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Homework Help: Curious Mathematica Result, Evaluating Bell Ineqality

  1. Apr 28, 2010 #1
    Hi guys, first post, sorry if it's in the wrong place. Frequent visitor, you seem to help pretty comprehensively.

    I'm using mathematica to calculate a bell inequality, with a general noisy quantum state. However, when I evaluate it, I get a sequence with an a in the result.. which isn't a declared variable. I'm not really sure what it means, and given the generality of 'a', googling it is pretty much impossible. The question I'm asking is, what on earth is this 'a'? If it was 'i', I'd know how to start looking for a solution, but this is just strange.

    I should be getting a value of 3.414 or so (maximum violation for a quantum state)

    Here's an example of what I'm getting
    Code (Text):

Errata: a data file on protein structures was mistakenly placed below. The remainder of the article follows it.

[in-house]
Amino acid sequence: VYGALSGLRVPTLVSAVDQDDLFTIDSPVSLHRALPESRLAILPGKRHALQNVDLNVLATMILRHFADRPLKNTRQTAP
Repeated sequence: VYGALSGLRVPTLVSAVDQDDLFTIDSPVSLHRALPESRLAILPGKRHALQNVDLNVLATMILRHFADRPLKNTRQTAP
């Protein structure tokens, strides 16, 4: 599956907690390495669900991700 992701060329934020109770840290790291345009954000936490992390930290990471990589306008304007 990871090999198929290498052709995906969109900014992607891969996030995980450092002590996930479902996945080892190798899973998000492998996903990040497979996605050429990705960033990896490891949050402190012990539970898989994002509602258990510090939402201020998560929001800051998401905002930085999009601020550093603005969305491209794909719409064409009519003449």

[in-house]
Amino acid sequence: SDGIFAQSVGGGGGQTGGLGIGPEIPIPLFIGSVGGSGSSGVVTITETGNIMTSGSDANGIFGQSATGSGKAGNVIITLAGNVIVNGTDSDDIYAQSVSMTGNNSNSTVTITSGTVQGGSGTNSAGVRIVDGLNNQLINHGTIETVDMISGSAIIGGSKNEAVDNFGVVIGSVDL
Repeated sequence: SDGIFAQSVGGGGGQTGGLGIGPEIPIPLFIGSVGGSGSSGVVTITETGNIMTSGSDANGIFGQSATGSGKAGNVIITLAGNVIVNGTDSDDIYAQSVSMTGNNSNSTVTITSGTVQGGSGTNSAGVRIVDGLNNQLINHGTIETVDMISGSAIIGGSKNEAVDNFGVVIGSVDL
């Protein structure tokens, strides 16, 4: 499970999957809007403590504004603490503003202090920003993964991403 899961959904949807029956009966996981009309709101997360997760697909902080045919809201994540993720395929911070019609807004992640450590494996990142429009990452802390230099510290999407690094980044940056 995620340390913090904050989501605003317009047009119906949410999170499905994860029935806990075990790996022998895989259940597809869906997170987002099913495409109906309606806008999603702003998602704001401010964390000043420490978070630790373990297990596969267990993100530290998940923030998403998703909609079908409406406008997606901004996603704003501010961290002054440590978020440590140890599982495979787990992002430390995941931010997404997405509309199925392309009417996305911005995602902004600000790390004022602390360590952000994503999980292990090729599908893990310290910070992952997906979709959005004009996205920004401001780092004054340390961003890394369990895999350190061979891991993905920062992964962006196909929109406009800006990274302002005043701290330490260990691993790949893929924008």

Sequence[2.28222 + 0.0266136 a, 1]

    2. Relevant equations

    Here's the equations I'm using, if they're at all relevant.
    Code (Text):

    x = ArcTan[q]
    A = (Cos[x/2]^2)/2
    B = (Sin[x/2]^2)/2
    ab00 = A (2 - q)
    ab01 = B (2 - q)
    c = (Cos[x/2] + Sin[x/2])/4
    d = (Cos[x/2] - Sin[x/2])/4
    B1 = ab00 + ab00 + 2 c (q) + 2 q (A) + 2 a (B) + 2 q (d)

    3. The attempt at a solution

    No attempted solution, just too confused!
  2. jcsd
  3. Apr 28, 2010 #2


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    Gold Member

    I can't claim to understand exactly what you are doing here, but in the last line should you have two ab00 terms instead of one ab00 and one ab01? If yes, why bother defining ab01?
  4. Apr 28, 2010 #3
    The actual terms for the X0Y0 measurements and X0Y1's are the same (hence me using ab00 twice). (edit:) The ab01 is used elsewhere in the calculations, didn't realised I'd copied it twice, by accident.

    It's not the exact terms that's the problem, repetition, whether I've got the Bell Inequality right etc.

    It's why has this 2.0.. + 1.00a, that a, turned up in the answer?
  5. Apr 28, 2010 #4
    Haha, nevermind. I typoed the a. Man I'm stupid for not checking that. Sorry for wasting your time there :]
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